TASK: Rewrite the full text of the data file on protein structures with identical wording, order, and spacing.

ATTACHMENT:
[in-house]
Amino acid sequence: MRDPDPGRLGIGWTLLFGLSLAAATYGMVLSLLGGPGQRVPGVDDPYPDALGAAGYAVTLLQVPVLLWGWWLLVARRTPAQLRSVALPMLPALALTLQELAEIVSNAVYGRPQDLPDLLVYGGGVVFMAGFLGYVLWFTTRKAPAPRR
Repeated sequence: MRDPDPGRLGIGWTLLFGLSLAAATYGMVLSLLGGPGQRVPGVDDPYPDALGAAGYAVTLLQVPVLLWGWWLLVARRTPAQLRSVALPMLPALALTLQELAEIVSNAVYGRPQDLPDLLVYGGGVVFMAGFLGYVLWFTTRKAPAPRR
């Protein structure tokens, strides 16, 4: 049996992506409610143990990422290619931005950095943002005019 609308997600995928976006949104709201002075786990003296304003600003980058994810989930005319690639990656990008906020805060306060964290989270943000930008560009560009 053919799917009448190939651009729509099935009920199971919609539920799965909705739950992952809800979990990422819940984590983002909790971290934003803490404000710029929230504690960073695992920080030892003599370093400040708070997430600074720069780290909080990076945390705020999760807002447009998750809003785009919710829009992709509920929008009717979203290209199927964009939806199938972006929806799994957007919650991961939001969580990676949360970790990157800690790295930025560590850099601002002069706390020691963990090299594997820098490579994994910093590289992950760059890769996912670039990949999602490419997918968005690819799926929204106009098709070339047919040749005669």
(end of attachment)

[in-house]
Amino acid sequence: MRDPDPGRLGIGWTLLFGLSLAAATYGMVLSLLGGPGQRVPGVDDPYPDALGAAGYAVTLLQVPVLLWGWWLLVARRTPAQLRSVALPMLPALALTLQELAEIVSNAVYGRPQDLPDLLVYGGGVVFMAGFLGYVLWFTTRKAPAPRR
Repeated sequence: MRDPDPGRLGIGWTLLFGLSLAAATYGMVLSLLGGPGQRVPGVDDPYPDALGAAGYAVTLLQVPVLLWGWWLLVARRTPAQLRSVALPMLPALALTLQELAEIVSNAVYGRPQDLPDLLVYGGGVVFMAGFLGYVLWFTTRKAPAPRR
């Protein structure tokens, strides 16, 4: 049996992506409610143990990422290619931005950095943002005019 609308997600995928976006949104709201002075786990003296304003600003980058994810989930005319690639990656990008906020805060306060964290989270943000930008560009560009 053919799917009448190939651009729509099935009920199971919609539920799965909705739950992952809800979990990422819940984590983002909790971290934003803490404000710029929230504690960073695992920080030892003599370093400040708070997430600074720069780290909080990076945390705020999760807002447009998750809003785009919710829009992709509920929008009717979203290209199927964009939806199938972006929806799994957007919650991961939001969580990676949360970790990157800690790295930025560590850099601002002069706390020691963990090299594997820098490579994994910093590289992950760059890769996912670039990949999602490419997918968005690819799926929204106009098709070339047919040749005669």